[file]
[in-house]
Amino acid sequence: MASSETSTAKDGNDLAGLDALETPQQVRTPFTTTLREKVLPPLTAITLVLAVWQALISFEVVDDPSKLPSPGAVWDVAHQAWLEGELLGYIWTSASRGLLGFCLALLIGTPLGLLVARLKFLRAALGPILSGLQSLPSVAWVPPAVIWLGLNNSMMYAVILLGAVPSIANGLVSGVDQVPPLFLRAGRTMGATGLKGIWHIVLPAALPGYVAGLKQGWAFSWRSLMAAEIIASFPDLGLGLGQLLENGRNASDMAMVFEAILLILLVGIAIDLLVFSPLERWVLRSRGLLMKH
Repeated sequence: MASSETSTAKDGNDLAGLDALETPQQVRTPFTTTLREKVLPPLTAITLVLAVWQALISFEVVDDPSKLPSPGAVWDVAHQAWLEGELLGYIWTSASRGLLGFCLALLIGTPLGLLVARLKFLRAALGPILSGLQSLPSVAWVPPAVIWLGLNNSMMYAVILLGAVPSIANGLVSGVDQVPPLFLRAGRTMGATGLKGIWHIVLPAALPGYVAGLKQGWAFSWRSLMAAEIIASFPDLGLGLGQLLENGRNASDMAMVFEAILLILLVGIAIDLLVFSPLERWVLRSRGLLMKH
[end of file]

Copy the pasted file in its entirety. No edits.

[in-house]
Amino acid sequence: MASSETSTAKDGNDLAGLDALETPQQVRTPFTTTLREKVLPPLTAITLVLAVWQALISFEVVDDPSKLPSPGAVWDVAHQAWLEGELLGYIWTSASRGLLGFCLALLIGTPLGLLVARLKFLRAALGPILSGLQSLPSVAWVPPAVIWLGLNNSMMYAVILLGAVPSIANGLVSGVDQVPPLFLRAGRTMGATGLKGIWHIVLPAALPGYVAGLKQGWAFSWRSLMAAEIIASFPDLGLGLGQLLENGRNASDMAMVFEAILLILLVGIAIDLLVFSPLERWVLRSRGLLMKH
Repeated sequence: MASSETSTAKDGNDLAGLDALETPQQVRTPFTTTLREKVLPPLTAITLVLAVWQALISFEVVDDPSKLPSPGAVWDVAHQAWLEGELLGYIWTSASRGLLGFCLALLIGTPLGLLVARLKFLRAALGPILSGLQSLPSVAWVPPAVIWLGLNNSMMYAVILLGAVPSIANGLVSGVDQVPPLFLRAGRTMGATGLKGIWHIVLPAALPGYVAGLKQGWAFSWRSLMAAEIIASFPDLGLGLGQLLENGRNASDMAMVFEAILLILLVGIAIDLLVFSPLERWVLRSRGLLMKH